Editor’s Note: This is an excerpt from Now That’s a Good Question!, pp. 271–272.
Some people view the controversy over women’s leadership in the church as simply a collision between two view points—one that espouses women’s liberation of one form or another, and the other, die-hard male chauvinism. But that’s a simplistic approach to the very controversial issue of women’s ordination.
In 1 Timothy 2:12, the apostle Paul sets forth the qualifications for church leadership, and he makes the statement, “I will not allow a woman to have authority over a man or to teach.” Now notice, he doesn’t say, “I will not allow a woman to be a pastor,” nor does he say, “I will not allow a woman to be ordained to ministry.” He says, “I will not allow a woman to have authority over men or to teach.” Therein lies the problem. The verb Paul uses in this passage that is translated “authority” occurs only once in the entire New Testament in this particular context. Because this word is only used once in the New Testament and rarely shows up in other Greek literature of that period that survives today, we’re not exactly sure what that word means. Even so, we struggle to be obedient to the guidelines and the restrictions for church government that are set forth in the New Testament.
I would say that Paul prohibits a woman from having some kind of authority. As I study the patterns of that in the New Testament, I think that what Paul is saying is that women can be involved in all kinds of functions of ministry in the church but that the role of juridical authority or of governing authority is not to be held by women. I would add that the overwhelming majority of New Testament scholars through the years have agreed with the position I have just stated. I know that in certain denominations, ordination means that a person has been given governing authority in the church. If the apostle prohibits that and if he prohibits it for all generations, then obviously the practice today or yesterday or tomorrow would be inconsistent with the apostolic authority and would therefore be inconsistent with the authority of Christ.
Editor’s Note: This is an excerpt from the P&R edition of Truths We Confess, volume 2, p. 295.
I was originally ordained in the United Presbyterian Church, which later became part of the Presbyterian Church, USA. At the time of my ordination, that body ordained women to the offices of ruling elder and teaching elder (minister). I believed that this was in direct violation of Paul’s instructions regarding church officers in his first letter to Timothy, where he said that he would not allow a woman to have authority over a man (1 Tim. 2:12). For most of church history, the great majority of Christians believed that the apostolic mandate precluded women from holding the office of judicial authority in the church. That was why nearly all churches historically did not ordain women.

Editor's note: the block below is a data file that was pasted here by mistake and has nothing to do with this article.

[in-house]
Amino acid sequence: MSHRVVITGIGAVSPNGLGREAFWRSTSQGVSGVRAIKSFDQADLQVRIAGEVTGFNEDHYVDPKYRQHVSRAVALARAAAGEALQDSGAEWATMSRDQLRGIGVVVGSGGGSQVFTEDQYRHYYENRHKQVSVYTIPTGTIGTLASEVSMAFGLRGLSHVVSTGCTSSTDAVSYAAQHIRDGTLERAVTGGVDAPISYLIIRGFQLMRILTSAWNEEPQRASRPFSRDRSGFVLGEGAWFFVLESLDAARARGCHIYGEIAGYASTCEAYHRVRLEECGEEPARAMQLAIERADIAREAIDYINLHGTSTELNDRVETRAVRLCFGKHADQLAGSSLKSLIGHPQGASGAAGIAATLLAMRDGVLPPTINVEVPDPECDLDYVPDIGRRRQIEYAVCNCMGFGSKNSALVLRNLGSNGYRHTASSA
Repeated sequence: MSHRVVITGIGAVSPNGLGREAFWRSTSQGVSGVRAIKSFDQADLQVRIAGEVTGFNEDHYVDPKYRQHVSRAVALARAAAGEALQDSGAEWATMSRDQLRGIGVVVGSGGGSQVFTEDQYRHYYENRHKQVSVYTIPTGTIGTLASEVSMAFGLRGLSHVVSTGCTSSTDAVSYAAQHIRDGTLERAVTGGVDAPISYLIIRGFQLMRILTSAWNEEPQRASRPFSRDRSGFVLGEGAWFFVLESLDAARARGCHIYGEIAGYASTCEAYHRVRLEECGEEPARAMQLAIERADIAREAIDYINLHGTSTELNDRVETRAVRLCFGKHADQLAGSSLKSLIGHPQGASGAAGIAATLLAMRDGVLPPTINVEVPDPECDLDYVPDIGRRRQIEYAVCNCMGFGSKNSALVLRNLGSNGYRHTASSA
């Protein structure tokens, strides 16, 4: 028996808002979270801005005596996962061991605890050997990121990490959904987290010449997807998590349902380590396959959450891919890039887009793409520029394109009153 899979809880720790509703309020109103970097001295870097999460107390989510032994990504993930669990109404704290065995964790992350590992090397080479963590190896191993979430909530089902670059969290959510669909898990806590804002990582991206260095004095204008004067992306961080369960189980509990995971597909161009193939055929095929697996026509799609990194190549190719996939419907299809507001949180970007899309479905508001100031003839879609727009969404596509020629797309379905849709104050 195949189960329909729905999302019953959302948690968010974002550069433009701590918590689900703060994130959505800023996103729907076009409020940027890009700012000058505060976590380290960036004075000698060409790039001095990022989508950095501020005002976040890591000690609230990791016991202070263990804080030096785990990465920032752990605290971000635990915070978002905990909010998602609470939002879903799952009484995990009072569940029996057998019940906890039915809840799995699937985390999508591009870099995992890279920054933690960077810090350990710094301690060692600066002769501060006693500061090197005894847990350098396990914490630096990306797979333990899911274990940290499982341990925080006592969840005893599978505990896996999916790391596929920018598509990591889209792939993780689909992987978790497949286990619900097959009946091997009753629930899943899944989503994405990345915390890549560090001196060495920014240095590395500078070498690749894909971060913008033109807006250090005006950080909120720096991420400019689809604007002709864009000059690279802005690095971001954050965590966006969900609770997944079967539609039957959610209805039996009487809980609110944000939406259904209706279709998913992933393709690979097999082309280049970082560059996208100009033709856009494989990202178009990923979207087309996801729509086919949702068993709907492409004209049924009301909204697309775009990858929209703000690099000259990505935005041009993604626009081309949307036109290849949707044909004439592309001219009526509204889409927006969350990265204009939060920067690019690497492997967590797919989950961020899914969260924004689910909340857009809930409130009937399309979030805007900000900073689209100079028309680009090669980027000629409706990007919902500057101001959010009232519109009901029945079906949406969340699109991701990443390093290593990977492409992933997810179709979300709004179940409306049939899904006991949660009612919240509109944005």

This issue became a crisis in the church that I was serving because the policy that I and others followed was that we would submit to women who were in positions of authority, but would not participate in their ordination. If we served on sessions where women were elected as elders, we would obey their judgments and honor and recognize the office that they held. We only asked to be excused from actually ordaining them ourselves. In other words, we said, “We believe it’s wrong to ordain women, so as a matter of conscience, we would ask to be excused from the ceremony of actually ordaining women. If the church sees fit to go ahead and ordain them, we don’t think that this issue is serious enough for us to depart from the church or to split the church over. We will live at peace with the church as a loyal minority.”
That worked well for decades until a general assembly established the requirement that all teaching and ruling elders had to participate in ordination ceremonies. That became a requirement for me, and for me to remain in good standing in the church, I had to be willing to do things that violated my conscience. I appealed for exemption and requested that I be allowed to continue in the ministry without prejudice, holding this scruple. The request was denied at a general assembly by a vote of seven hundred to thirteen. Had the church dealt with that matter according to the instructions of the New Testament, they would have considered me a weaker brother and allowed me to stay with my scruple—unless they regarded it as an essential matter of faith. I asked the stated clerk what I should do, and he told me that I had three options: (1) change my mind and submit, (2) await prosecution, or (3) exercise my right of peaceable withdrawal from the denomination. My presbytery accepted my peaceable withdrawal.